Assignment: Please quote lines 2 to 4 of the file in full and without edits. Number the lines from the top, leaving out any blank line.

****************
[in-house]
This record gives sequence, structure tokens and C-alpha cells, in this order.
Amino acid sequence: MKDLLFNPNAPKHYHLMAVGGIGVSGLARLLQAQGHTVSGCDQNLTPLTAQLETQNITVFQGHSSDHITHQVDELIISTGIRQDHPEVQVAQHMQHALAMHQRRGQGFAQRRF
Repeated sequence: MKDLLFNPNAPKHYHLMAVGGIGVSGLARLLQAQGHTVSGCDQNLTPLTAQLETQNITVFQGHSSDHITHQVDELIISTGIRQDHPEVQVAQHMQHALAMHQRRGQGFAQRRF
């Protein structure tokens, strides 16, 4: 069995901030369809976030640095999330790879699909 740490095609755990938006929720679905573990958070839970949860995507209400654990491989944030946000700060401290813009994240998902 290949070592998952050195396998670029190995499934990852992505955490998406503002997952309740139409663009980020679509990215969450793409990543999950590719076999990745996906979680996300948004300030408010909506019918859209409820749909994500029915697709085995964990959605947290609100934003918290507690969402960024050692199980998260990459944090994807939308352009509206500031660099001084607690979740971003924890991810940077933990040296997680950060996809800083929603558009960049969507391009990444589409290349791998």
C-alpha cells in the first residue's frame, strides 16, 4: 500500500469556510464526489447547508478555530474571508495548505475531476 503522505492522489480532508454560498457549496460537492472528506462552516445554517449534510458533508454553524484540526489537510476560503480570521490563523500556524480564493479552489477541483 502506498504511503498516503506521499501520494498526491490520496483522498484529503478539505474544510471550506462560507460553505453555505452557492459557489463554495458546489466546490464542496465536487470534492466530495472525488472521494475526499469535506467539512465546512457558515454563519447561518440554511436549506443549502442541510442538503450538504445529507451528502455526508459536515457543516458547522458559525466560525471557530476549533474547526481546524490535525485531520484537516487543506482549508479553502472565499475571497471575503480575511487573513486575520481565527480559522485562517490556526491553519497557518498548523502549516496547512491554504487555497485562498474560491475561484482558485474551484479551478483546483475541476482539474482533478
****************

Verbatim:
This record gives sequence, structure tokens and C-alpha cells, in this order.
Amino acid sequence: MKDLLFNPNAPKHYHLMAVGGIGVSGLARLLQAQGHTVSGCDQNLTPLTAQLETQNITVFQGHSSDHITHQVDELIISTGIRQDHPEVQVAQHMQHALAMHQRRGQGFAQRRF
Repeated sequence: MKDLLFNPNAPKHYHLMAVGGIGVSGLARLLQAQGHTVSGCDQNLTPLTAQLETQNITVFQGHSSDHITHQVDELIISTGIRQDHPEVQVAQHMQHALAMHQRRGQGFAQRRF